Lost another great
Jon Lord, the lion of Deep Purple and one of rock's premiere organists, has died at 71.
Lord had been diagnosed with pancreatic cancer last summer. According to his website, the musician, who was born in Leicester, died at the London Clinic of a pulminary embolism.
The musician, whose dexterity, dynamic phrasing and heavy, biting Hammond B-3 tone influenced two generations of rock organists, joined Deep Purple in 1968. He was one of the group's original members, and hung with Deep Purple until the group's initial disbandment in 1976. He was a co-writer of "Smoke on the Water," the band's signature tune, and one of the most identifiable songs in the classic rock canon. When Deep Purple got back together in 1984, Lord was in the organist's chair, and stayed there until his retirement from the band in 2002. Lord's place in the band was taken, amicably, by Don Airey.
Frequently charged with the invention or co-invention of heavy metal, Deep Purple has always been difficult to categorize — and it was Lord, along with daring guitarist Richie Blackmore who kept the group inventive. Classically trained, Lord was also interested in jazz, blues, and avant-garde music. He could rock as hard as anybody, but he also saw Deep Purple as a platform for his experiments. His "Concerto for Group and Orchestra," which had its debut performance in 1969 at the Royal Albert Hall, paired Deep Purple with London's Royal Philharmonic. It was one of the first attempts to harness the grandeur of classical music to the drive of rock, and it foreshadowed similar compositions by Rick Wakeman of Yes, Tony Banks of Genesis, and Keith Emerson of the Nice and Emerson, Lake, and Palmer.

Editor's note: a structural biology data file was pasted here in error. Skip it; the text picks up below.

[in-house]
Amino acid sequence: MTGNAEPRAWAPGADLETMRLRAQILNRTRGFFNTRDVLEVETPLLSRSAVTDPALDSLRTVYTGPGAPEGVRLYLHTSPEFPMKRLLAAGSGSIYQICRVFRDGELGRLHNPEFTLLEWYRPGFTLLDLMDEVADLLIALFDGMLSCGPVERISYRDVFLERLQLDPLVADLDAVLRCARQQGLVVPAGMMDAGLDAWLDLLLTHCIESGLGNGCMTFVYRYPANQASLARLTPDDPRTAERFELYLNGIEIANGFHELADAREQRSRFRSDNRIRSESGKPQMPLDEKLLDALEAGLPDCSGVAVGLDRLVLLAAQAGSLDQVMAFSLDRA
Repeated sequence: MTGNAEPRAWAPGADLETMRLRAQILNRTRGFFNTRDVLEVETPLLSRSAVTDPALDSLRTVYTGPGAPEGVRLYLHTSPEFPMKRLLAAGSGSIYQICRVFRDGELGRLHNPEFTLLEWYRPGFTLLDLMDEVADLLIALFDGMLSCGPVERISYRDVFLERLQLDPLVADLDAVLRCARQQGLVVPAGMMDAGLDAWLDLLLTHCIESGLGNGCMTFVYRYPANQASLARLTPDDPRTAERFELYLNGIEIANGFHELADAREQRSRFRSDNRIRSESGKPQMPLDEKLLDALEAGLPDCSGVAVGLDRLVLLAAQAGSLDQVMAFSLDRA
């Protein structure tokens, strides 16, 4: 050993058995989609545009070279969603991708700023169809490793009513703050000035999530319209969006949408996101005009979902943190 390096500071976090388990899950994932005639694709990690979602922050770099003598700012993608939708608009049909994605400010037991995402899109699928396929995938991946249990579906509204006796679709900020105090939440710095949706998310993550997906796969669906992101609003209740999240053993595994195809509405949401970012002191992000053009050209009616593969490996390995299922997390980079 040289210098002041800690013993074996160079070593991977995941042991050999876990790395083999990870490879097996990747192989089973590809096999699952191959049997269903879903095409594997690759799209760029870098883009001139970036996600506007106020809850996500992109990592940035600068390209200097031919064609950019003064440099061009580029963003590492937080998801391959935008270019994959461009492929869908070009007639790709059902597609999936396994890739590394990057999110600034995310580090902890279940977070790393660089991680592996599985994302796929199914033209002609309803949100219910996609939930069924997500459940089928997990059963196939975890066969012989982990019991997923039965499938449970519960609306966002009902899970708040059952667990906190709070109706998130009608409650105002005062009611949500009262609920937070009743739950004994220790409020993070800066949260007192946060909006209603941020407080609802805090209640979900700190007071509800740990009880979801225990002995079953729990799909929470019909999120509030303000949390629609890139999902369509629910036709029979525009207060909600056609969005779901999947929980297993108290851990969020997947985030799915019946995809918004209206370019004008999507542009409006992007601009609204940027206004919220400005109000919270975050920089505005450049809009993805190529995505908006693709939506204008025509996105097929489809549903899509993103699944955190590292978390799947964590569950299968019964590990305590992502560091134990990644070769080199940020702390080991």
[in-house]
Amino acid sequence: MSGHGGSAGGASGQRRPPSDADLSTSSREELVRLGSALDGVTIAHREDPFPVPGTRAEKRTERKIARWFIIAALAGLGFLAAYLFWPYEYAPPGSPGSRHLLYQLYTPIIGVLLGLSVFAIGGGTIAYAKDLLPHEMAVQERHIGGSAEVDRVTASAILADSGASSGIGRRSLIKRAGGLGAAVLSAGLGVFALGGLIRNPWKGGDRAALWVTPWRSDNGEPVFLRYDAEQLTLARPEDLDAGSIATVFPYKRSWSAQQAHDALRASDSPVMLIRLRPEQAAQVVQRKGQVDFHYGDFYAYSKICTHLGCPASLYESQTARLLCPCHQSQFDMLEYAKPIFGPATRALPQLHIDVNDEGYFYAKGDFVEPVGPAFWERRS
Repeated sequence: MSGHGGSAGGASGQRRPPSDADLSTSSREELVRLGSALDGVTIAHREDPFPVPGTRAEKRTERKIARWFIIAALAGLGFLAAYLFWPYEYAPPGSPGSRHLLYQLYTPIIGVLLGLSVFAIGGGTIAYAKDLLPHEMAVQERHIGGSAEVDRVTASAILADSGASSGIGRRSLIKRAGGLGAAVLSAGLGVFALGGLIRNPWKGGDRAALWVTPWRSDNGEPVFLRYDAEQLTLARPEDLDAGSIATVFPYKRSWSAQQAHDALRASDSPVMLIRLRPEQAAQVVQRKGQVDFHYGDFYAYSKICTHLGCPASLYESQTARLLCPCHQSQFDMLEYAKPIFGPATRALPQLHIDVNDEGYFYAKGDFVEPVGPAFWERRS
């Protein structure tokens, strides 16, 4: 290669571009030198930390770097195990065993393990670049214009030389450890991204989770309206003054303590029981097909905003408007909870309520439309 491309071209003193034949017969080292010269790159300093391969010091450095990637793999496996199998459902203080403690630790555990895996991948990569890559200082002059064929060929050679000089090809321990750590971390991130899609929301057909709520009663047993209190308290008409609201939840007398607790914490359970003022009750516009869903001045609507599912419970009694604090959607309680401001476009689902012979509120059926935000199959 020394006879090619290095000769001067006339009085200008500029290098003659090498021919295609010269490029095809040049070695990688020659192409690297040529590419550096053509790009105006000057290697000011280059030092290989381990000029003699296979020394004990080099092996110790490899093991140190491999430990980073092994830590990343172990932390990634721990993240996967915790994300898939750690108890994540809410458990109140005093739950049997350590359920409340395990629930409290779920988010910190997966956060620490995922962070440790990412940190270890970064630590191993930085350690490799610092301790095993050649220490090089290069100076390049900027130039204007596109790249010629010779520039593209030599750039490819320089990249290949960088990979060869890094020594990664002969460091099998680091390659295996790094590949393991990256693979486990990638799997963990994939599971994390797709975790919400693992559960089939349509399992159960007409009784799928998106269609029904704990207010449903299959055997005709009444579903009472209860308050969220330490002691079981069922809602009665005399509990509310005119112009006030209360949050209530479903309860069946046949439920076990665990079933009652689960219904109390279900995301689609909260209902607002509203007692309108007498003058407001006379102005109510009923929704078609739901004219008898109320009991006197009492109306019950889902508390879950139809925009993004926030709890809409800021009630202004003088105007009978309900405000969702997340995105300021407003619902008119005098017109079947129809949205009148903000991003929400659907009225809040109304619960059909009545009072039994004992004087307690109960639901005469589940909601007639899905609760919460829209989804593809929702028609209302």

But while Emerson and Wakeman made radical moves away from rock's blues underpinnings, Lord remained a traditionalist. His solos could be aggressive, or classically inspired, or both — but no matter how heavy or ambitious they were, they always seemed to boogie and simmer. Lord also proved himself a master of the electric harpsichord; his sound on Deep Purple's "Space Truckin'" was frequently copied.
Lord appeared on 16 Deep Purple studio albums, and also lent his talents to sets by Whitesnake, David Gilmour, Cozy Powell, Nazareth, and others. He may have even played piano on the first Kinks album; nobody, including the Kinks, seems to know for sure.